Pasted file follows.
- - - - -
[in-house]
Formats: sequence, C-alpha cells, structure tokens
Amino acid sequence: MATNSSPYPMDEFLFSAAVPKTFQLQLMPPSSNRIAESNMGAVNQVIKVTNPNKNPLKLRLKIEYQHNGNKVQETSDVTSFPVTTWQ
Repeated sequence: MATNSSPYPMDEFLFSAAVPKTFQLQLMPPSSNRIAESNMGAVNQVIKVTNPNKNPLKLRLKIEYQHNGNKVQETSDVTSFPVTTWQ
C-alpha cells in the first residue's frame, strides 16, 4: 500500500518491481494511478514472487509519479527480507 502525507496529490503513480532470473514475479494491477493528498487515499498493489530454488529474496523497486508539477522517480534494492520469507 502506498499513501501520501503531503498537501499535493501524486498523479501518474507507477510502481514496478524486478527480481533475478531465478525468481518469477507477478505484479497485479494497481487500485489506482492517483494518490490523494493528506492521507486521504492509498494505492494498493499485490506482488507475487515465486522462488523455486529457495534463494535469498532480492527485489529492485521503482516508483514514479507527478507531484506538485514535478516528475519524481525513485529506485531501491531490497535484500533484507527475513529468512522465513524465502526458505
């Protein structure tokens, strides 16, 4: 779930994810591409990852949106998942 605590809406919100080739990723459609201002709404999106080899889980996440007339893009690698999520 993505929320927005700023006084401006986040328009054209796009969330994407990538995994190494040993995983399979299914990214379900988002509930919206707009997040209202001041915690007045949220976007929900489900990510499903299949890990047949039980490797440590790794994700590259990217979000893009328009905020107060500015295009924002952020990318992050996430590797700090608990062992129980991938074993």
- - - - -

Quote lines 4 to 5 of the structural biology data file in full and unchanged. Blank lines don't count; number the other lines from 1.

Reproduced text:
Repeated sequence: MATNSSPYPMDEFLFSAAVPKTFQLQLMPPSSNRIAESNMGAVNQVIKVTNPNKNPLKLRLKIEYQHNGNKVQETSDVTSFPVTTWQ
C-alpha cells in the first residue's frame, strides 16, 4: 500500500518491481494511478514472487509519479527480507 502525507496529490503513480532470473514475479494491477493528498487515499498493489530454488529474496523497486508539477522517480534494492520469507 502506498499513501501520501503531503498537501499535493501524486498523479501518474507507477510502481514496478524486478527480481533475478531465478525468481518469477507477478505484479497485479494497481487500485489506482492517483494518490490523494493528506492521507486521504492509498494505492494498493499485490506482488507475487515465486522462488523455486529457495534463494535469498532480492527485489529492485521503482516508483514514479507527478507531484506538485514535478516528475519524481525513485529506485531501491531490497535484500533484507527475513529468512522465513524465502526458505